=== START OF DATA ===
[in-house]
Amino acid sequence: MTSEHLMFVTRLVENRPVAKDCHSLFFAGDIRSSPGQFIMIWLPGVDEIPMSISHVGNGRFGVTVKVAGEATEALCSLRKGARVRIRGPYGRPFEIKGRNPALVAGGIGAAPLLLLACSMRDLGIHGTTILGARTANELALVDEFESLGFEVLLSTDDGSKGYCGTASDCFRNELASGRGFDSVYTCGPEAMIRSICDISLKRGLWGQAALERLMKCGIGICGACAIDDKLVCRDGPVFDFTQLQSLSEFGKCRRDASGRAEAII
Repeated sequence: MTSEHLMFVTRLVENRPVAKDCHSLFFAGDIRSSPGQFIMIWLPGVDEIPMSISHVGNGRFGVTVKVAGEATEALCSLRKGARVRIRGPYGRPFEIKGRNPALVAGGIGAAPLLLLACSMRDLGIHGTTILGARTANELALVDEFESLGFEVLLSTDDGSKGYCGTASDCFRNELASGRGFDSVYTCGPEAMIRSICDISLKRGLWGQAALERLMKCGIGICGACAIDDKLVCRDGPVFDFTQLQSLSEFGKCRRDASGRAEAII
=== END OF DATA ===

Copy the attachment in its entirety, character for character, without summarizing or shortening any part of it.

[in-house]
Amino acid sequence: MTSEHLMFVTRLVENRPVAKDCHSLFFAGDIRSSPGQFIMIWLPGVDEIPMSISHVGNGRFGVTVKVAGEATEALCSLRKGARVRIRGPYGRPFEIKGRNPALVAGGIGAAPLLLLACSMRDLGIHGTTILGARTANELALVDEFESLGFEVLLSTDDGSKGYCGTASDCFRNELASGRGFDSVYTCGPEAMIRSICDISLKRGLWGQAALERLMKCGIGICGACAIDDKLVCRDGPVFDFTQLQSLSEFGKCRRDASGRAEAII
Repeated sequence: MTSEHLMFVTRLVENRPVAKDCHSLFFAGDIRSSPGQFIMIWLPGVDEIPMSISHVGNGRFGVTVKVAGEATEALCSLRKGARVRIRGPYGRPFEIKGRNPALVAGGIGAAPLLLLACSMRDLGIHGTTILGARTANELALVDEFESLGFEVLLSTDDGSKGYCGTASDCFRNELASGRGFDSVYTCGPEAMIRSICDISLKRGLWGQAALERLMKCGIGICGACAIDDKLVCRDGPVFDFTQLQSLSEFGKCRRDASGRAEAII